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    ABSTRACT: An annihilation signal of dark matter is searched for from the central region of the Milky Way. Data acquired in dedicated on-off observations of the Galactic center region with H.E.S.S. are analyzed for this purpose. No significant signal is found in a total of ∼9 h of on-off observations. Upper limits on the velocity averaged cross section, ⟨σv⟩, for the annihilation of dark matter particles with masses in the range of ∼300 GeV to ∼10 TeV are derived. In contrast to previous constraints derived from observations of the Galactic center region, the constraints that are derived here apply also under the assumption of a central core of constant dark matter density around the center of the Galaxy. Values of ⟨σv⟩ that are larger than 3×10^{-24} cm^{3}/s are excluded for dark matter particles with masses between ∼1 and ∼4 TeV at 95% C.L. if the radius of the central dark matter density core does not exceed 500 pc. This is the strongest constraint that is derived on ⟨σv⟩ for annihilating TeV mass dark matter without the assumption of a centrally cusped dark matter density distribution in the search region.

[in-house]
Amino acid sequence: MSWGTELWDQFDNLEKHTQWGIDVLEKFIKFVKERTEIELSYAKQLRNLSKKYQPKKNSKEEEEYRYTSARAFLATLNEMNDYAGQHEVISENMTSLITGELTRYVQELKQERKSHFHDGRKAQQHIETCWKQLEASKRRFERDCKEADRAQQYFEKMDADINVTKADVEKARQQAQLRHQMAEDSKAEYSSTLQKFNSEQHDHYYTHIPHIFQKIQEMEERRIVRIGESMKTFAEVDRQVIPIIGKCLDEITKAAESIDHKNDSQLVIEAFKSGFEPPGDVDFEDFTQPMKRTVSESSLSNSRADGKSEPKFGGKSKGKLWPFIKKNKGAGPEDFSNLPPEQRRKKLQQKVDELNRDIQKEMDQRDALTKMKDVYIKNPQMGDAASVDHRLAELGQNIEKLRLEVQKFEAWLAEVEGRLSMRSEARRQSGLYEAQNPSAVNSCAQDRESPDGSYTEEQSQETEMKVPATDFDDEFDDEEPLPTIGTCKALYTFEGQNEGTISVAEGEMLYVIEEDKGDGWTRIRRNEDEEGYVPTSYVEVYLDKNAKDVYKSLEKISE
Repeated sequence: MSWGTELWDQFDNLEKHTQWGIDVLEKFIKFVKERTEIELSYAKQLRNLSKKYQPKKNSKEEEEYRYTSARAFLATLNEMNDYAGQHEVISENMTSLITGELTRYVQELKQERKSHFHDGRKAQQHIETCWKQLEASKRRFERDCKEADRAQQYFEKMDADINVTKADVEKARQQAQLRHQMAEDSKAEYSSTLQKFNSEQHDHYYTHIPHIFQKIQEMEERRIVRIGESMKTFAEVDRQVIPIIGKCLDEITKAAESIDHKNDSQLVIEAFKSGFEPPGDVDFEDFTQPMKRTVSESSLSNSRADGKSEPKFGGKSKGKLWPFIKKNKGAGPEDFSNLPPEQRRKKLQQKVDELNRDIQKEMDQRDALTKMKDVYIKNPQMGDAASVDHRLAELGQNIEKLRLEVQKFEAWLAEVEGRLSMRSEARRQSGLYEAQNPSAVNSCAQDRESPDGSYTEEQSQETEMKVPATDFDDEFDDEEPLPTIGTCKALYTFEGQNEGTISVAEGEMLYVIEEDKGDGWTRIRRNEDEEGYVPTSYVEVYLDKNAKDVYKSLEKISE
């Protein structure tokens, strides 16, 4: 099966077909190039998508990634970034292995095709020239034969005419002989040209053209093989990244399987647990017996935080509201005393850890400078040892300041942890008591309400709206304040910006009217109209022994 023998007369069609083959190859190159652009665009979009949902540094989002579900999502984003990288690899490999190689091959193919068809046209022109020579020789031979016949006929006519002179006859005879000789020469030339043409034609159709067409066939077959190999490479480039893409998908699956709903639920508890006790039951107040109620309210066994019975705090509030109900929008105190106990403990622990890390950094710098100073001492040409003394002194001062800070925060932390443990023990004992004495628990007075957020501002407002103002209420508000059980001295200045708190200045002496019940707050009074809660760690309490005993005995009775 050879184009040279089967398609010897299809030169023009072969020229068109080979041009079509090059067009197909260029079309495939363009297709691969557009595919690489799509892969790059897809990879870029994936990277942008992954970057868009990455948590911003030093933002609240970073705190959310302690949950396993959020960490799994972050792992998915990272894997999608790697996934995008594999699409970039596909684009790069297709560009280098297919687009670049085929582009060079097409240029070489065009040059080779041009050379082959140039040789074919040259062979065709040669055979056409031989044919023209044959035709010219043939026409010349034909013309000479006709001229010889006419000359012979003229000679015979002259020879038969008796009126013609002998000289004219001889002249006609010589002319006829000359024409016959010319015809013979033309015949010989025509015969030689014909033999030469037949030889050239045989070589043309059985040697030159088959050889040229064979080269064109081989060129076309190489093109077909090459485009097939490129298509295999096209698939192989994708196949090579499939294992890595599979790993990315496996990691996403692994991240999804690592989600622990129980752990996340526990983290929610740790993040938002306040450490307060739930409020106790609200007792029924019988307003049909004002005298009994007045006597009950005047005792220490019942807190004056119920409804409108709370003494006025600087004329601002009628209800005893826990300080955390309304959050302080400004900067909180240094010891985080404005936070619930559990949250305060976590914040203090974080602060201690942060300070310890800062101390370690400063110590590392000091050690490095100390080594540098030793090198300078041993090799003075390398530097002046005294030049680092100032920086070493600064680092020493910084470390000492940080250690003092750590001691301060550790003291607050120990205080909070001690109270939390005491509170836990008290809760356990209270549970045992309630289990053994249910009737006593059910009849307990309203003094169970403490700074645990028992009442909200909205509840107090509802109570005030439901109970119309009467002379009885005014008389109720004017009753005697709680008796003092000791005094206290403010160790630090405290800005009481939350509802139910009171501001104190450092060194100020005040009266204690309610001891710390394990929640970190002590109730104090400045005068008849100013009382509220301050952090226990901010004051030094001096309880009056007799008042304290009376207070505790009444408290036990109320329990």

No preview · Article · Feb 2015 · Physical Review Letters
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    ABSTRACT: The Large Magellanic Cloud, a satellite galaxy of the Milky Way, has been observed with the High Energy Stereoscopic System (H.E.S.S.) above an energy of 100 billion electron volts for a deep exposure of 210 hours. Three sources of different types were detected: the pulsar wind nebula of the most energetic pulsar known N 157B, the radio-loud supernova remnant N 132D and the largest non-thermal X-ray shell - the superbubble 30 Dor C. The unique object SN 1987A is, surprisingly, not detected, which constrains the theoretical framework of particle acceleration in very young supernova remnants. These detections reveal the most energetic tip of a gamma-ray source population in an external galaxy, and provide via 30 Dor C the unambiguous detection of gamma-ray emission from a superbubble.